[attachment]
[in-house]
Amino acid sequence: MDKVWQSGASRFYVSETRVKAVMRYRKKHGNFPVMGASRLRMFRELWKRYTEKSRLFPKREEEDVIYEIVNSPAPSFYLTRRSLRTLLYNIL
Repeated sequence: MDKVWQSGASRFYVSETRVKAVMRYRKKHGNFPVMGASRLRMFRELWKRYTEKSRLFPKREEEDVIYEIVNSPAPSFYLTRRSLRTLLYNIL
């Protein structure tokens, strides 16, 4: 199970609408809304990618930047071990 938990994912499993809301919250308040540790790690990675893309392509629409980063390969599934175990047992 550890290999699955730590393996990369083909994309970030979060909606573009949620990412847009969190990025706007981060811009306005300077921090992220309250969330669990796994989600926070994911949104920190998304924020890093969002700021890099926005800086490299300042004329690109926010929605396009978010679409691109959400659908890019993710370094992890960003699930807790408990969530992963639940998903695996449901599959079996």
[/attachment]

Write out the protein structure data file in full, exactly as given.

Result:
[in-house]
Amino acid sequence: MDKVWQSGASRFYVSETRVKAVMRYRKKHGNFPVMGASRLRMFRELWKRYTEKSRLFPKREEEDVIYEIVNSPAPSFYLTRRSLRTLLYNIL
Repeated sequence: MDKVWQSGASRFYVSETRVKAVMRYRKKHGNFPVMGASRLRMFRELWKRYTEKSRLFPKREEEDVIYEIVNSPAPSFYLTRRSLRTLLYNIL
């Protein structure tokens, strides 16, 4: 199970609408809304990618930047071990 938990994912499993809301919250308040540790790690990675893309392509629409980063390969599934175990047992 550890290999699955730590393996990369083909994309970030979060909606573009949620990412847009969190990025706007981060811009306005300077921090992220309250969330669990796994989600926070994911949104920190998304924020890093969002700021890099926005800086490299300042004329690109926010929605396009978010679409691109959400659908890019993710370094992890960003699930807790408990969530992963639940998903695996449901599959079996």